To see clearly

My grandma with my mum on her 85th birthday
My grandma is 87 and she has just had cataract surgery.  Before the operation she was terrified, and she had never realised how bad her sight had got.

Two days after the surgery, when my mum arrived at the house, my grandma was in tears.  Why?  Because she could see colours properly again.

Cataract surgery is so simple, and yet so lifechanging.  Not just for my grandma, but for people all over the world.  The charity Sightsavers performed over a quarter of a million cataract operations in 2010 alone.  For people in poor countries, cataract surgery doesnt just mean they get to cry with joy because they can see clearly.  It means they can work, care for their families, get an education, have a chance at life.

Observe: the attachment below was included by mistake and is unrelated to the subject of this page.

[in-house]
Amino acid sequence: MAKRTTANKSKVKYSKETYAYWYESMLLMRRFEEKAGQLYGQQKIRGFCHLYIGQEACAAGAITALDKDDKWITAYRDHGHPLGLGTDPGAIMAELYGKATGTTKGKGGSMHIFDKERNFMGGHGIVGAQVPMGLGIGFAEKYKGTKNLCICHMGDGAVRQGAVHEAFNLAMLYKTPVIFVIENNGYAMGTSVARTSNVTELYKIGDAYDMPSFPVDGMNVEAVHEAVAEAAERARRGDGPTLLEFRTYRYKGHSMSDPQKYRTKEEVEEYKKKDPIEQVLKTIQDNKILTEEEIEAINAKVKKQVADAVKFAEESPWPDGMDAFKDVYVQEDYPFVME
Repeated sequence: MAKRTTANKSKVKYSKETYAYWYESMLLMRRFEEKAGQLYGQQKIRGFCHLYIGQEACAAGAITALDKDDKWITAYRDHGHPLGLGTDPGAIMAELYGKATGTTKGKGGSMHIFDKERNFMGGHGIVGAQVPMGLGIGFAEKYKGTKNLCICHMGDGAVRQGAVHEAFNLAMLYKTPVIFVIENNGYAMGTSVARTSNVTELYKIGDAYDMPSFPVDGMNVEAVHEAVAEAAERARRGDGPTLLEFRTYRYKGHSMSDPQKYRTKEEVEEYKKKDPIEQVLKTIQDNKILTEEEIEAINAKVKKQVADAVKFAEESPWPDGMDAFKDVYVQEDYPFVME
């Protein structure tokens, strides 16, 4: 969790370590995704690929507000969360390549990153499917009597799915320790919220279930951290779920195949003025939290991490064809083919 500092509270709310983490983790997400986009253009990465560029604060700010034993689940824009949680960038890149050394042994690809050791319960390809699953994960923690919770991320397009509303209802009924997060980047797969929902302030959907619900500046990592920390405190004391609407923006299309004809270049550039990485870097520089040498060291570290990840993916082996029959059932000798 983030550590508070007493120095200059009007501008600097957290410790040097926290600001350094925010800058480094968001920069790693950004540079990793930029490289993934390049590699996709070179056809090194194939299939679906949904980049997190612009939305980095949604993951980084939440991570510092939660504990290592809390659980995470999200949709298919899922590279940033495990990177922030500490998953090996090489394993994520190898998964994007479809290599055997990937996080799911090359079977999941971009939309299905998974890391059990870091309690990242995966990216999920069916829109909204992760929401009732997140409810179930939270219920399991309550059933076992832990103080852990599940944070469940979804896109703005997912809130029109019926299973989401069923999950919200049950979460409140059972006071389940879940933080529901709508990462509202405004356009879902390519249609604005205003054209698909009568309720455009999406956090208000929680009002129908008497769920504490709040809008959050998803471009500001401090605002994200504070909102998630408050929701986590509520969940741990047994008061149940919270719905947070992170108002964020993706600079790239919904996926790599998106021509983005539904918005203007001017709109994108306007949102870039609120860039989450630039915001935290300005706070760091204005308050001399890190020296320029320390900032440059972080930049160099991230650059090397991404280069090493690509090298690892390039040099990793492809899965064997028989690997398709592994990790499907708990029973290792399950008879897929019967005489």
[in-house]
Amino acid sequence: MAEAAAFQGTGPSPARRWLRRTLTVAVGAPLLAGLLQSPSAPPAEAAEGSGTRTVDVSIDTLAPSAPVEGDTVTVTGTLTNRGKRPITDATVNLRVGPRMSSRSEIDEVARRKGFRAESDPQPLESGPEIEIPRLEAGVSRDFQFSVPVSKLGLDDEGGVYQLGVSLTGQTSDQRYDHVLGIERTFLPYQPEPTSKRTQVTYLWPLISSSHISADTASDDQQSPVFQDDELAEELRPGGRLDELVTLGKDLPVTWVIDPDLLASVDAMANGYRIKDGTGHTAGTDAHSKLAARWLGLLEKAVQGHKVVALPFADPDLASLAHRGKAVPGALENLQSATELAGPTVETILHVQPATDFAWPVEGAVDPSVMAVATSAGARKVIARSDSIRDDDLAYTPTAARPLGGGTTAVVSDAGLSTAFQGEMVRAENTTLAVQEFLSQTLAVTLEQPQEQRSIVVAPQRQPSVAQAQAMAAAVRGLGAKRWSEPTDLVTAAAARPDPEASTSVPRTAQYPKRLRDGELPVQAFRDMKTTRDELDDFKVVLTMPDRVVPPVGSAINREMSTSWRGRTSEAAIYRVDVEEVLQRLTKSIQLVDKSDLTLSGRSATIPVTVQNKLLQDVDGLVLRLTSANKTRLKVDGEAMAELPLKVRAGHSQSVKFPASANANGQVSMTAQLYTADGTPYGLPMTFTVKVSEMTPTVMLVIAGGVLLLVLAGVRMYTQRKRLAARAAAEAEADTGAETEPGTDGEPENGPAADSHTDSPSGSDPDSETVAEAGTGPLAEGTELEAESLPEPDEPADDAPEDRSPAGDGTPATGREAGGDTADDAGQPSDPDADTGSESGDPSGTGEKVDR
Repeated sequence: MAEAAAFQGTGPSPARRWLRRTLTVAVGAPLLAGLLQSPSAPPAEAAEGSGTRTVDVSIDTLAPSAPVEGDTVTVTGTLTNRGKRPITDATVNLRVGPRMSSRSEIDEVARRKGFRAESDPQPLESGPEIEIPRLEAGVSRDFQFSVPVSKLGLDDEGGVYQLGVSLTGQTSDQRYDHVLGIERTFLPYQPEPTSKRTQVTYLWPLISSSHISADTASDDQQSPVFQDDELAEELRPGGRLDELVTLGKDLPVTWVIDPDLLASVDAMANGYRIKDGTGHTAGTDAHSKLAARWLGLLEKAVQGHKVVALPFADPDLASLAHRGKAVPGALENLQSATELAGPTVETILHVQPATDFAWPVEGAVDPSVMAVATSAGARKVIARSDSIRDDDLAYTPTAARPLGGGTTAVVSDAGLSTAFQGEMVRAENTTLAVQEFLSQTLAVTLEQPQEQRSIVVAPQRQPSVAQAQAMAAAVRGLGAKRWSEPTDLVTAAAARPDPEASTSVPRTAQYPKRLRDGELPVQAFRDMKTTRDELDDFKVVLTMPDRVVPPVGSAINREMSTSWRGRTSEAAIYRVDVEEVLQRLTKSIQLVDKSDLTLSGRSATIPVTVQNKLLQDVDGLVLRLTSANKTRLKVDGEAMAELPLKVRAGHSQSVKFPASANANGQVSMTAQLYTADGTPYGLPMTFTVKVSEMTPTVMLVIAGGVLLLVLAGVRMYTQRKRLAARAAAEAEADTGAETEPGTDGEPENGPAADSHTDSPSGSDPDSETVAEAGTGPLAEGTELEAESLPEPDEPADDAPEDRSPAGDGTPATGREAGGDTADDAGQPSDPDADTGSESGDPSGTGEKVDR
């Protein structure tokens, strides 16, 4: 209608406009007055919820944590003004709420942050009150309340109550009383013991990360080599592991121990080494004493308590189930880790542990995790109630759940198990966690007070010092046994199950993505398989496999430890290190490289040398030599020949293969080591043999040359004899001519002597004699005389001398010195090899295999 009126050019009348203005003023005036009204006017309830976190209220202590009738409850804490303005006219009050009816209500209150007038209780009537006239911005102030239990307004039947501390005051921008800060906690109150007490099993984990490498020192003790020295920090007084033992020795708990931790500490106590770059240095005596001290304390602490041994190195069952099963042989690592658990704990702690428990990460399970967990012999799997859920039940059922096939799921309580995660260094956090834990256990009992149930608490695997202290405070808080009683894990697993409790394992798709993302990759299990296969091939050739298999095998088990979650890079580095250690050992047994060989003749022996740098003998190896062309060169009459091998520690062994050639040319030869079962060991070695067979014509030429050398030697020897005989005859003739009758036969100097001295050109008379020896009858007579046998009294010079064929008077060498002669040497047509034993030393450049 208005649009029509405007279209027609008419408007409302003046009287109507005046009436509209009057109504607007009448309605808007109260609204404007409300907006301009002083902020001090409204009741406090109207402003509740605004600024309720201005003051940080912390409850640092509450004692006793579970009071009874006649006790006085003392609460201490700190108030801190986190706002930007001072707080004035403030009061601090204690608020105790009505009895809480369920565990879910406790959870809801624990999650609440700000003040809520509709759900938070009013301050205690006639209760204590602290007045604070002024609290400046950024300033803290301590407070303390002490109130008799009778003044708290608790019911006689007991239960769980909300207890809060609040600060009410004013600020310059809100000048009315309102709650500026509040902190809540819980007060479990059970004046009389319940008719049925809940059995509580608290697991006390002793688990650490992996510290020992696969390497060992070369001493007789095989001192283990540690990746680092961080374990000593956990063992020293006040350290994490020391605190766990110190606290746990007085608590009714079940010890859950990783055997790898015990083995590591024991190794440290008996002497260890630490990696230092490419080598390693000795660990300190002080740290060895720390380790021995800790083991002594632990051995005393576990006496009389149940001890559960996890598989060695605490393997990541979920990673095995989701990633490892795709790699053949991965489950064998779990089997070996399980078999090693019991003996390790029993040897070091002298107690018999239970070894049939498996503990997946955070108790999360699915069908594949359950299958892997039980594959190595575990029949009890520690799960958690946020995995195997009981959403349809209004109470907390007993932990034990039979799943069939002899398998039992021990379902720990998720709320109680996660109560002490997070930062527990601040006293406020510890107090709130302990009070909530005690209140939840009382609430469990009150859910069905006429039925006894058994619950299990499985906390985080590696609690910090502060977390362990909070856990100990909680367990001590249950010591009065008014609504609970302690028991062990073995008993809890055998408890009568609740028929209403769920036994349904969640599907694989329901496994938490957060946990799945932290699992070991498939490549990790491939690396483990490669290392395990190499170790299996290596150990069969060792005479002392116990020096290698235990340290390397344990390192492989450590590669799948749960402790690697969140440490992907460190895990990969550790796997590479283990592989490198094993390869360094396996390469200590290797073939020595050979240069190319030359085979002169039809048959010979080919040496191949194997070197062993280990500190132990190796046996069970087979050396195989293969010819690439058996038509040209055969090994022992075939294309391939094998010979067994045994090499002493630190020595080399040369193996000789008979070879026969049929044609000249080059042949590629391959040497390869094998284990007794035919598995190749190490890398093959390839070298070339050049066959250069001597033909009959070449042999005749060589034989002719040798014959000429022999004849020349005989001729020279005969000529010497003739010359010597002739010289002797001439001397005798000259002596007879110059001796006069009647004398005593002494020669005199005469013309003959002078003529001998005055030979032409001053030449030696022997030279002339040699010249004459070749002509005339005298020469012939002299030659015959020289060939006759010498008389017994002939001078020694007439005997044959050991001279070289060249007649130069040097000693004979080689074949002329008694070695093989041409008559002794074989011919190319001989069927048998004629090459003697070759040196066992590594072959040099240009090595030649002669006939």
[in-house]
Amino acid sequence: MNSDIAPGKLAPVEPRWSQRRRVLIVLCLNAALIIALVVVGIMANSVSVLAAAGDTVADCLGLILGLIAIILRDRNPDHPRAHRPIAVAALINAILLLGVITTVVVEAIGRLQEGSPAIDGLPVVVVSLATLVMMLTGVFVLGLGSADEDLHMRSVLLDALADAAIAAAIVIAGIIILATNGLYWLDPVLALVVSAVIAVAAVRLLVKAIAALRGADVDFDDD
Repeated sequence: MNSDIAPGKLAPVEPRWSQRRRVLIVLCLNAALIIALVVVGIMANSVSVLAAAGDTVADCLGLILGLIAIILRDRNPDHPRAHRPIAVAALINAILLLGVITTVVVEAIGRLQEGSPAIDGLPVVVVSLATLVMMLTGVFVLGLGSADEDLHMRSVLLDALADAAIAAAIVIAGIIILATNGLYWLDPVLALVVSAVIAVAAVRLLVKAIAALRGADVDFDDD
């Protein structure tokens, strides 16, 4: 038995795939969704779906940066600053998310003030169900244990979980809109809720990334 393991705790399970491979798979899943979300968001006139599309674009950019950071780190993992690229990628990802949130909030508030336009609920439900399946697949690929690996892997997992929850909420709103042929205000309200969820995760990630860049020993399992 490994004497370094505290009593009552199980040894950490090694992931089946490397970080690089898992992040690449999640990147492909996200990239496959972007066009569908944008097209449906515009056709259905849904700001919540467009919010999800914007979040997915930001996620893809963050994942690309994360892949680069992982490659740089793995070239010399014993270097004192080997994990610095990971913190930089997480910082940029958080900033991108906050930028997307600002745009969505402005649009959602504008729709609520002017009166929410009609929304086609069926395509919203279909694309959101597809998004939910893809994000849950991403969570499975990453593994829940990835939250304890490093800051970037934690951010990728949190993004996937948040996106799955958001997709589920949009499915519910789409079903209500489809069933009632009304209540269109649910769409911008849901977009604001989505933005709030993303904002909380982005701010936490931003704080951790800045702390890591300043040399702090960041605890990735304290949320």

I am a firm believer in maximising the impact of charitable donations.  This is not to devalue the work of charities like cancer research (my mum wouldnt be here without them!) - but in a world with so much suffering I think the only remotely logical choice is to give in a way which maximises the number of people who will be helped, in the largest possible way, for the smallest amount of investment.  

To me, charities like Sightsavers represent one of these "best options".  Cataract surgery costs so little, and it changes an entire family's life forever.

Yay for my grandma's sight being restored to her!


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